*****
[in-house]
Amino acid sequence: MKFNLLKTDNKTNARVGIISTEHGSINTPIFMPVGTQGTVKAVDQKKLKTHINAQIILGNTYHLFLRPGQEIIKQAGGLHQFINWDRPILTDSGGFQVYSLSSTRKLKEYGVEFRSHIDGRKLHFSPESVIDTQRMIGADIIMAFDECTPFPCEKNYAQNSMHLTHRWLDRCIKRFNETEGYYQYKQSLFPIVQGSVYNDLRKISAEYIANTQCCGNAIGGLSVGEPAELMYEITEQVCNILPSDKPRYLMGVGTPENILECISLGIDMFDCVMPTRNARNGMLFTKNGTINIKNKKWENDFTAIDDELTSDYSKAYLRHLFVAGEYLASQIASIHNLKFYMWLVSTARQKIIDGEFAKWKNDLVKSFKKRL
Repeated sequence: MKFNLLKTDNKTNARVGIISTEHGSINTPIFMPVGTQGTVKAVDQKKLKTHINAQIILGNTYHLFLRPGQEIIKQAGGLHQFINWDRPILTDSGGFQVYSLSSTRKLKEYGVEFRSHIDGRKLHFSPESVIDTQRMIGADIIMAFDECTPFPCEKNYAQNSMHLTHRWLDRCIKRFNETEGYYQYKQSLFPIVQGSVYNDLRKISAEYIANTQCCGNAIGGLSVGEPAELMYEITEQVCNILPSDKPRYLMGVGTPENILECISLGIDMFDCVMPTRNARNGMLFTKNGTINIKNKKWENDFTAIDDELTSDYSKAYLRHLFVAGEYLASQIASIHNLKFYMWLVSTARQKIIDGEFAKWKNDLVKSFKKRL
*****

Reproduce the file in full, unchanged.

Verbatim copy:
[in-house]
Amino acid sequence: MKFNLLKTDNKTNARVGIISTEHGSINTPIFMPVGTQGTVKAVDQKKLKTHINAQIILGNTYHLFLRPGQEIIKQAGGLHQFINWDRPILTDSGGFQVYSLSSTRKLKEYGVEFRSHIDGRKLHFSPESVIDTQRMIGADIIMAFDECTPFPCEKNYAQNSMHLTHRWLDRCIKRFNETEGYYQYKQSLFPIVQGSVYNDLRKISAEYIANTQCCGNAIGGLSVGEPAELMYEITEQVCNILPSDKPRYLMGVGTPENILECISLGIDMFDCVMPTRNARNGMLFTKNGTINIKNKKWENDFTAIDDELTSDYSKAYLRHLFVAGEYLASQIASIHNLKFYMWLVSTARQKIIDGEFAKWKNDLVKSFKKRL
Repeated sequence: MKFNLLKTDNKTNARVGIISTEHGSINTPIFMPVGTQGTVKAVDQKKLKTHINAQIILGNTYHLFLRPGQEIIKQAGGLHQFINWDRPILTDSGGFQVYSLSSTRKLKEYGVEFRSHIDGRKLHFSPESVIDTQRMIGADIIMAFDECTPFPCEKNYAQNSMHLTHRWLDRCIKRFNETEGYYQYKQSLFPIVQGSVYNDLRKISAEYIANTQCCGNAIGGLSVGEPAELMYEITEQVCNILPSDKPRYLMGVGTPENILECISLGIDMFDCVMPTRNARNGMLFTKNGTINIKNKKWENDFTAIDDELTSDYSKAYLRHLFVAGEYLASQIASIHNLKFYMWLVSTARQKIIDGEFAKWKNDLVKSFKKRL